PARIS — Charles Jourdan, the troubled French luxury footwear and accessories brand that filed for bankruptcy protection in September, is being liquidated by the French commercial courts.

This story first appeared in the December 18, 2007 issue of WWD. Subscribe Today.

The disclosure Monday came after the American group Omniscent, which was the last candidate for the purchase of Jourdan, stepped away from the negotiating table.

Rick and Kathy Hilton — the parents of Paris and Nicky — are investment partners in Omniscent and were interested in the luxury shoe brand to launch a Kathy Hilton by Charles Jourdan line of shoes.

“After gathering up all the information by the forensic accountant, we decided to withdraw,” said Lucien Lallouz, president of Omniscent. “There were too many uncertainties as to who really owns the brand.”

Jourdan had sold the rights to its brand name in North America, Lallouz said, without discussing details. Earlier this month, Lallouz said he was optimistic about a resolution. Omniscent was deciding whether to buy the company for a symbolic euro, or $1.44 at current exchange.

Last month, French shoe firm Repetto retracted its offer to buy the company because of the uncertainty.

Founded in 1921 by French shoemaker Charles Jourdan, the firm opened its first store in Paris in 1957 and reached its zenith in the Seventies, when Jourdan’s platform shoes were an integral accessory to the disco scene.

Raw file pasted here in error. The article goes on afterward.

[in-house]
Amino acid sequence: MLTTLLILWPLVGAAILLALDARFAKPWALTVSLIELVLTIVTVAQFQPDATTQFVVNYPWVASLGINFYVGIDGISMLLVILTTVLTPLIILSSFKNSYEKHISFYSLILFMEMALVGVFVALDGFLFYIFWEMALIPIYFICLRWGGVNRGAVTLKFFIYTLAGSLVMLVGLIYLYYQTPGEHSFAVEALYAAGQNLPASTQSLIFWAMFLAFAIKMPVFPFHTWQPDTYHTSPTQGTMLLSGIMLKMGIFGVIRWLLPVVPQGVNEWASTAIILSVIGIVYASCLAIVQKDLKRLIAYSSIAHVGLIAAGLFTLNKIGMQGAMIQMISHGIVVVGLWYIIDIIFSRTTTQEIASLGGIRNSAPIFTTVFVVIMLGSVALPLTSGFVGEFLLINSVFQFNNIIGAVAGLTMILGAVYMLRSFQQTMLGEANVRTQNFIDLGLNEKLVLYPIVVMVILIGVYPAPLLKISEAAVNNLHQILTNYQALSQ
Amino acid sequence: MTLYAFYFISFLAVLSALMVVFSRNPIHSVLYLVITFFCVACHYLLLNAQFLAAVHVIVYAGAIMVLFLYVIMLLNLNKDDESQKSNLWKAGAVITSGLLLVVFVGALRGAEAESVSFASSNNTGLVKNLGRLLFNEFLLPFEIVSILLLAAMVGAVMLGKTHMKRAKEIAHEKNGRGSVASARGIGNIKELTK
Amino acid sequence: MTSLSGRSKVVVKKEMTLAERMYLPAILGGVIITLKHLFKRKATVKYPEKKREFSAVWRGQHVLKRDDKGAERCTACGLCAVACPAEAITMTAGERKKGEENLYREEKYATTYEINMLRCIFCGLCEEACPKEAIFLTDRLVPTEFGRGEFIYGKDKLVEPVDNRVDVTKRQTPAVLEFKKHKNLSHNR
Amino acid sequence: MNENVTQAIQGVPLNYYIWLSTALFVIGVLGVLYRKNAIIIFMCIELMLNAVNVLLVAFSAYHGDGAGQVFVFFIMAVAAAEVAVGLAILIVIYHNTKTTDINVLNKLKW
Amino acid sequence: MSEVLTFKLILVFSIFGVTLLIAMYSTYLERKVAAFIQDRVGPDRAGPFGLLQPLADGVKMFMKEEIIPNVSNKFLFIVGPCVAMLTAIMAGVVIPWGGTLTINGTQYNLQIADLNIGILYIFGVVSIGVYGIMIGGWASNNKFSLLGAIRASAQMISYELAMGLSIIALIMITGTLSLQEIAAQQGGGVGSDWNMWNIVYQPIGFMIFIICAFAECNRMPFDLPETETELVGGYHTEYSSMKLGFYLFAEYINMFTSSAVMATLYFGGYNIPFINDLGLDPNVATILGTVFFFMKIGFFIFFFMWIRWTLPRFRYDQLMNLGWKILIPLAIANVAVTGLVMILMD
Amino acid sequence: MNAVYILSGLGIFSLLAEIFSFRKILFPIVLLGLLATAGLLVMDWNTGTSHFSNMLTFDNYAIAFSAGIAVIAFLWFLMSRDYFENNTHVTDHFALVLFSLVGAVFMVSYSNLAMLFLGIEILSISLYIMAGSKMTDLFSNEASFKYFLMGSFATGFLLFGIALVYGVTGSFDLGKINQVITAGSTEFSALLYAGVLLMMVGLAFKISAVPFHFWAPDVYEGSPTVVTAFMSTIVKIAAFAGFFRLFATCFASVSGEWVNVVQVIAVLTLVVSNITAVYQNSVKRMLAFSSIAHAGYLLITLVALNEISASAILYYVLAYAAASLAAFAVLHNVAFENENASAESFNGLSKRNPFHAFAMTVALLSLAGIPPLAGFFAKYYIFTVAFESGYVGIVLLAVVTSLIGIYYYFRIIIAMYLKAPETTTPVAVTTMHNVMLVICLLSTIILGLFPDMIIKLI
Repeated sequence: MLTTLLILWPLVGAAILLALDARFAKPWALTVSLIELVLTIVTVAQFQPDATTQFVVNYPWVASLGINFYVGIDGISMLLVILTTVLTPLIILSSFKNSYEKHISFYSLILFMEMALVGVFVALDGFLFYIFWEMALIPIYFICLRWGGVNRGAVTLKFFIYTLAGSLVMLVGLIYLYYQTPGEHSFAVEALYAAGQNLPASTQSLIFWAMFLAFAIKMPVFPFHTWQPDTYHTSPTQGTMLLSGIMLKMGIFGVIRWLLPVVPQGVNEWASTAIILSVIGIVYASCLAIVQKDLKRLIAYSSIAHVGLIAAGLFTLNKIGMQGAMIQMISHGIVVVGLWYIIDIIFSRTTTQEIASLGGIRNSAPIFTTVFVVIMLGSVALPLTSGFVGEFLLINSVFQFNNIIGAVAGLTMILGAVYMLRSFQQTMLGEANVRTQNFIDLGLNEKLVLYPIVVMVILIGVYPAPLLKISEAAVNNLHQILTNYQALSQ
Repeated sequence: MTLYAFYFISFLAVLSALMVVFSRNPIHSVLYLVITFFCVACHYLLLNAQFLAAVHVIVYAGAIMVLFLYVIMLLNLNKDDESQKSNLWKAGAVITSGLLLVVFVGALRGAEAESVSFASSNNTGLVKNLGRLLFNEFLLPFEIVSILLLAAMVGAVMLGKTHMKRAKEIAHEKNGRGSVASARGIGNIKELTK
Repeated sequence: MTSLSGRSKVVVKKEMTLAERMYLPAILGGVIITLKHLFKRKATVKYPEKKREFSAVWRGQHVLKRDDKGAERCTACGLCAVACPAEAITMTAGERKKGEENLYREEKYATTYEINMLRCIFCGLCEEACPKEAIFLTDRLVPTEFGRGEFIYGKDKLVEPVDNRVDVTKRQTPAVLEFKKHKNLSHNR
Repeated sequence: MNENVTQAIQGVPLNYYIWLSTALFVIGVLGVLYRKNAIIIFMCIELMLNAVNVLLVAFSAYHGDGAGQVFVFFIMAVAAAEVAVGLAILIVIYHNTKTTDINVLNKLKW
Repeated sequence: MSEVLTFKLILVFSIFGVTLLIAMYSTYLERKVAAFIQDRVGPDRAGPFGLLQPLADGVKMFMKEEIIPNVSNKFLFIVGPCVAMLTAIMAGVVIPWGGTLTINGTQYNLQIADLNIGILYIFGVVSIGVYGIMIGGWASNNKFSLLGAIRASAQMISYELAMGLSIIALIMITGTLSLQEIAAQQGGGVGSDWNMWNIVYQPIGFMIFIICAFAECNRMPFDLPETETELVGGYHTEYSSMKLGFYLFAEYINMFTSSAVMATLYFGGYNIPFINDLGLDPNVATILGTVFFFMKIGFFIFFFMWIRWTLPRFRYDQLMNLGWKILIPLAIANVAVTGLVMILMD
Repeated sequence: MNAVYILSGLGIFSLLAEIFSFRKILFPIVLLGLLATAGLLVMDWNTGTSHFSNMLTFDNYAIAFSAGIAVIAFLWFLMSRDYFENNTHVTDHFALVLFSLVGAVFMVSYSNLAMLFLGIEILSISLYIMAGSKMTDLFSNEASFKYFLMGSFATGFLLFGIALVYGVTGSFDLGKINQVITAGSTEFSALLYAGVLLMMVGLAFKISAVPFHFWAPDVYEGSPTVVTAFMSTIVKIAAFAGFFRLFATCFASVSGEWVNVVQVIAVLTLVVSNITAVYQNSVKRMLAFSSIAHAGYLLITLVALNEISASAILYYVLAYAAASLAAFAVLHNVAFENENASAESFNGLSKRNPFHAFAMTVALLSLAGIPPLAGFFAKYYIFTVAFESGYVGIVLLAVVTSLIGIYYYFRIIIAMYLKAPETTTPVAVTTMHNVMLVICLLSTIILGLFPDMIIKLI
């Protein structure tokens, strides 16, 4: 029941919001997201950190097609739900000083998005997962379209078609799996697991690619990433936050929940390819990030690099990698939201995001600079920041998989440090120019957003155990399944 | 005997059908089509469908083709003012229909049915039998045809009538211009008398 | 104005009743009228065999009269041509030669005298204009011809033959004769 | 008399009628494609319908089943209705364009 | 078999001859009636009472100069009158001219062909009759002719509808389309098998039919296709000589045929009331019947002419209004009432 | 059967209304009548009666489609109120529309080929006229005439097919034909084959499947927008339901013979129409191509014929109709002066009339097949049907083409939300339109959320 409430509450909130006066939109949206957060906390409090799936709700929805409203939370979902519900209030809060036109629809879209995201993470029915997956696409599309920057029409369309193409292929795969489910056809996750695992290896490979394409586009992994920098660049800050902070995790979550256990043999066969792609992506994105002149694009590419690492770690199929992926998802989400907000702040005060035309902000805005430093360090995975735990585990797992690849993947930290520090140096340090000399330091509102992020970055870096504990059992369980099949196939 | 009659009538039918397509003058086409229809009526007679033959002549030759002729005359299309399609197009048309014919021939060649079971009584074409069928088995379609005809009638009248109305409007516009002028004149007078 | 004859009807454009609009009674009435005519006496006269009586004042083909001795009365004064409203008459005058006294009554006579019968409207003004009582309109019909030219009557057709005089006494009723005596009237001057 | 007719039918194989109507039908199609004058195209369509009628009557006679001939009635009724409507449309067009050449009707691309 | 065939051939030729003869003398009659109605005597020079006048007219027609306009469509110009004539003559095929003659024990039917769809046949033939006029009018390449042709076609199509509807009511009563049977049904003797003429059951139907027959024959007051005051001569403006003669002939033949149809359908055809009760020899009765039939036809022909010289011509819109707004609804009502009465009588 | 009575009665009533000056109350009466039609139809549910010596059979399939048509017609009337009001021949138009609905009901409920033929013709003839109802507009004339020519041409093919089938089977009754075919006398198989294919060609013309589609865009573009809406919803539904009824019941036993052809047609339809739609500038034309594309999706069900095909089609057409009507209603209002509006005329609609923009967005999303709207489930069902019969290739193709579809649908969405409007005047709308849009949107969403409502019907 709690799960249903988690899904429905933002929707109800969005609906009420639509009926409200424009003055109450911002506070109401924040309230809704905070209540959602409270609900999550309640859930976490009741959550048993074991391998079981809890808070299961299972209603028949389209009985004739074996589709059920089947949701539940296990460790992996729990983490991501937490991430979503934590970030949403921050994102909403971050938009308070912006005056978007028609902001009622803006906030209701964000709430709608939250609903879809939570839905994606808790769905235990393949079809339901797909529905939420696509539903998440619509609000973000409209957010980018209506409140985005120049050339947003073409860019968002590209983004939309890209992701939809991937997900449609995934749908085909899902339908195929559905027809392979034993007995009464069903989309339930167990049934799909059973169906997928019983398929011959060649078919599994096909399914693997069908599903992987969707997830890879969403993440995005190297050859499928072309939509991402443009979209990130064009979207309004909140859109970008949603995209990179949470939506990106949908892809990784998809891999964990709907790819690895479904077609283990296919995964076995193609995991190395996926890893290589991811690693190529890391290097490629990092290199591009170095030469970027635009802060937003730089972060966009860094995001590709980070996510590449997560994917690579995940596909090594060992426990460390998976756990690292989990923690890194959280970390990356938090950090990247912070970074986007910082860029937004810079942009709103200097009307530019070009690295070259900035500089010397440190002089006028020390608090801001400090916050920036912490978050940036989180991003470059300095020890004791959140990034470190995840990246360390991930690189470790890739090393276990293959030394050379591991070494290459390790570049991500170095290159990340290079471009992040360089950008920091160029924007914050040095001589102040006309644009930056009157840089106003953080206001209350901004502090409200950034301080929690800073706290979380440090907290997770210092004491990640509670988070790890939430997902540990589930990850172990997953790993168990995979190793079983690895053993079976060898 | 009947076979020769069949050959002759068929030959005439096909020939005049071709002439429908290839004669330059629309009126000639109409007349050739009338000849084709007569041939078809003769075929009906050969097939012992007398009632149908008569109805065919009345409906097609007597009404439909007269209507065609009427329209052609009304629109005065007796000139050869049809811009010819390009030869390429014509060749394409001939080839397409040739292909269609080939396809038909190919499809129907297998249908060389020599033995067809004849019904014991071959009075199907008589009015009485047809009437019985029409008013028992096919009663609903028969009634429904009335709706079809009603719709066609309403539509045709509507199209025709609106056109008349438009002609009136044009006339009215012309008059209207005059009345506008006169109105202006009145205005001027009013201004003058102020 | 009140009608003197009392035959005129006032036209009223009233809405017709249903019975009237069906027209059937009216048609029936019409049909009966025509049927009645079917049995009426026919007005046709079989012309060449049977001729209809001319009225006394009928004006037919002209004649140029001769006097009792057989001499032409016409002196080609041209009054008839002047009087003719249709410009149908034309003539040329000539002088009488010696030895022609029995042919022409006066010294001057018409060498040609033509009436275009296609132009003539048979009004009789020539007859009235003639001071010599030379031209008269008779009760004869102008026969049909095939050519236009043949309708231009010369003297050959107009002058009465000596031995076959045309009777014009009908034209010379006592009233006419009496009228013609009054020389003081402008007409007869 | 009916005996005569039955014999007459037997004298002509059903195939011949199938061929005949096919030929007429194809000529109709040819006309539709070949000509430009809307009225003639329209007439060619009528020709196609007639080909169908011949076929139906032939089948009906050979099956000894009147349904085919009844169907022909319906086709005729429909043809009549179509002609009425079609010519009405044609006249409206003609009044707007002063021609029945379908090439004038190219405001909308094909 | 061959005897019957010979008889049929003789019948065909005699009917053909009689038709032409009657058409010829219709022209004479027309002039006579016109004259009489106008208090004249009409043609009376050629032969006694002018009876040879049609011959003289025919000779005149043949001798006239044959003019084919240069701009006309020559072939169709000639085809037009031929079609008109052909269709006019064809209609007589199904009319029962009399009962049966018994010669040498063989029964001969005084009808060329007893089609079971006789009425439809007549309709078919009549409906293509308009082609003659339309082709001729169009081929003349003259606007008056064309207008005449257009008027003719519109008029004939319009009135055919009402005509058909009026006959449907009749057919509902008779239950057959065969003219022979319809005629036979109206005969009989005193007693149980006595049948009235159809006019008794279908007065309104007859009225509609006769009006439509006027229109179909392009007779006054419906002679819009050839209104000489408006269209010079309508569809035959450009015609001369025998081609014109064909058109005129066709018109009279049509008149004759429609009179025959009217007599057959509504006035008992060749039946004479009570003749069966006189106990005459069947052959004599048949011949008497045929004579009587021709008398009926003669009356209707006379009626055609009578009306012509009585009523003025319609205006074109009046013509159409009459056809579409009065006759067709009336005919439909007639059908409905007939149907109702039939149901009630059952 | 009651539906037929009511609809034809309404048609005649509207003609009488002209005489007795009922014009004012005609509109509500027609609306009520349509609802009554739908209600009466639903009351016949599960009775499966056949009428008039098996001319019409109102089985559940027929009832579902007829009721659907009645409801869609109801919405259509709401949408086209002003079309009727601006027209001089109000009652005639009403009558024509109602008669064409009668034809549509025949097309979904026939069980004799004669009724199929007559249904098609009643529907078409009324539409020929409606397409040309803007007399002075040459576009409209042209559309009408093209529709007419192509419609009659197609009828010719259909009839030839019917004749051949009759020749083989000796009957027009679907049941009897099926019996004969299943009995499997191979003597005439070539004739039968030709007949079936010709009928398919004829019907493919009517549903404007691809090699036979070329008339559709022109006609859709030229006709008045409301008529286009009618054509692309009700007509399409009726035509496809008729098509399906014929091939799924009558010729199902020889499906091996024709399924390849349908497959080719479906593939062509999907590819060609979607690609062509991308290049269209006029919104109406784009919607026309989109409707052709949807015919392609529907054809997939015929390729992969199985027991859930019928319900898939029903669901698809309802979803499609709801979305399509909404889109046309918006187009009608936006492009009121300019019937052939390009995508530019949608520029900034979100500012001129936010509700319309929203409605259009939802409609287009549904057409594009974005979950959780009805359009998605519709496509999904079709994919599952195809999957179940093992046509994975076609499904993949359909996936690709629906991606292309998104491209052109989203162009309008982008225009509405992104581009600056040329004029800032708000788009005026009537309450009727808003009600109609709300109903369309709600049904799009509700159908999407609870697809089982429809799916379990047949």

Financial troubles in 2002 led to the shuttering of several Charles Jourdan stores, the layoffs of one-third of its workforce and the hiring of designers (Patrick Cox, who left in December 2004, and Joseph Thimister, who departed in May). But those moves failed to bring the brand back. Its latest collection, unveiled at the Premiere Classe trade fair here in September, was designed by an in-house team.

Although Jourdan executives did not disclose numbers, industry sources estimated the company carried a debt of 2 million euros, or about $2.9 million.

“Charles Jourdan is dead. It’s a catastrophe,” said Bénédicte Jourdan, granddaughter of the house’s founder. “We fought for many years. Charles Jourdan was the leader. To see all its savoir-faire and history vanish is a total shock.”

Jourdan blamed the decline on a competitive high-end footwear market dominated by major luxury houses such as Jimmy Choo, as well as on management.

The brand’s last owner, Yannis Bilquez, was arrested by Swiss police this month for alleged “disloyal management.” He had purchased Jourdan two years ago via a Luxembourg holding company called Finaluxe.

Charles Jourdan employed 212 workers.